Sherlock Holmes, contentedly retired to Sussex to keep bees (which Giddygeek and JanetCarter assure me is canon), meets his intellectual match in Mary Russell, the wealthy orphaned teenager up the road. They fight crime!
One of you lovely people (sorry, I forget who) recommended this for our 8th grade summer reading list a couple of years ago. I added it on the strength of the recommendation and a few reviews, but decided this year I should probably read it if I wanted to justify keeping it around, especially as it’s one of the few non-YA novels on the list and I didn’t want any phone calls.
The most inappropriate thing that happens, you’ll be relieved to know, is that Mary and Holmes spend time together unchaperoned. (This Edwardian/WWI-era setting is a fascinating one as a tipping point for technology and social mores — the Victorian Holmes, who finds it safest if he thinks of Mary as a young man, and Mary, accustomed to running about in trousers and attending Oxford in the absence of most of the male students.) The prose will be challenging for most middle schoolers, but Mary is the kind of strong, independent, clever young heroine who might pull adolescent readers through the tough bits. (If they are at all like I was… er, still am… these adolescent readers will also be all aflutter about Holmes and Mary’s not-quite-romantic relationship. It’s not creepy, I swear.)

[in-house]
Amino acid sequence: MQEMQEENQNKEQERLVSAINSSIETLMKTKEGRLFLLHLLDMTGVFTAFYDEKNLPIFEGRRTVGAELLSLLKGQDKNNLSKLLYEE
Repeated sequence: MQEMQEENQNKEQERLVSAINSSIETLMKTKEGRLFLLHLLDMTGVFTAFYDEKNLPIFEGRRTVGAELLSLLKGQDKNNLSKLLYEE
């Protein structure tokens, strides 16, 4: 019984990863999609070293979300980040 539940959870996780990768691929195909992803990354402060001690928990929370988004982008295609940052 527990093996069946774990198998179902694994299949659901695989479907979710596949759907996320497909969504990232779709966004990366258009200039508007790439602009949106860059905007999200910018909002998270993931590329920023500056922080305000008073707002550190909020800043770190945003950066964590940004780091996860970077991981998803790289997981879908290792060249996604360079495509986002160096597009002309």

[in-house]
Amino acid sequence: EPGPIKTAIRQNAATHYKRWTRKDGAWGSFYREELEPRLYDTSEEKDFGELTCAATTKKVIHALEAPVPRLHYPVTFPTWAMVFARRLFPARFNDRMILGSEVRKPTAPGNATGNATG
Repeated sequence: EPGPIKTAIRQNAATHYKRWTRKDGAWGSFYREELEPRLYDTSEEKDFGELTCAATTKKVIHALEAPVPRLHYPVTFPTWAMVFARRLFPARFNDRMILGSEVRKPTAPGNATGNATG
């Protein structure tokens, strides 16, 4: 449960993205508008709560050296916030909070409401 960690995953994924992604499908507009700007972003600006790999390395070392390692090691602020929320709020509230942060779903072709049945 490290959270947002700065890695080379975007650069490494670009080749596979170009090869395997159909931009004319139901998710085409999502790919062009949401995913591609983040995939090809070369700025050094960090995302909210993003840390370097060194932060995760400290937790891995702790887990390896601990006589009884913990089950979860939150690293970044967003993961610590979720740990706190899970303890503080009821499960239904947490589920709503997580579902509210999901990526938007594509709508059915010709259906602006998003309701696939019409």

I am not a mystery fan, a Holmes nut, or an aficionado of the era (though I’m rapidly becoming one), but I loved absolutely everything about this book. King adds further depth to Holmes while remaining solidly grounded in Conan Doyle’s canon, and his verbal and intellectual sparring with Mary is wonderful. I had to work to keep up with Holmes’ and Mary’s deductions and references, but enough was always explained that I never felt stupid or left out, despite having, of course, a vastly inferior intellect.
Spoiler alert: Don’t google the author or the series! You will learn a thing you don’t want to know yet. Just trust me that it’s the beginning of a very long series, the second is called A Monstrous Regiment of Women, and I will be checking it out from the library just as soon as it opens tomorrow. I believe my spring break will be spent in post-WWI England.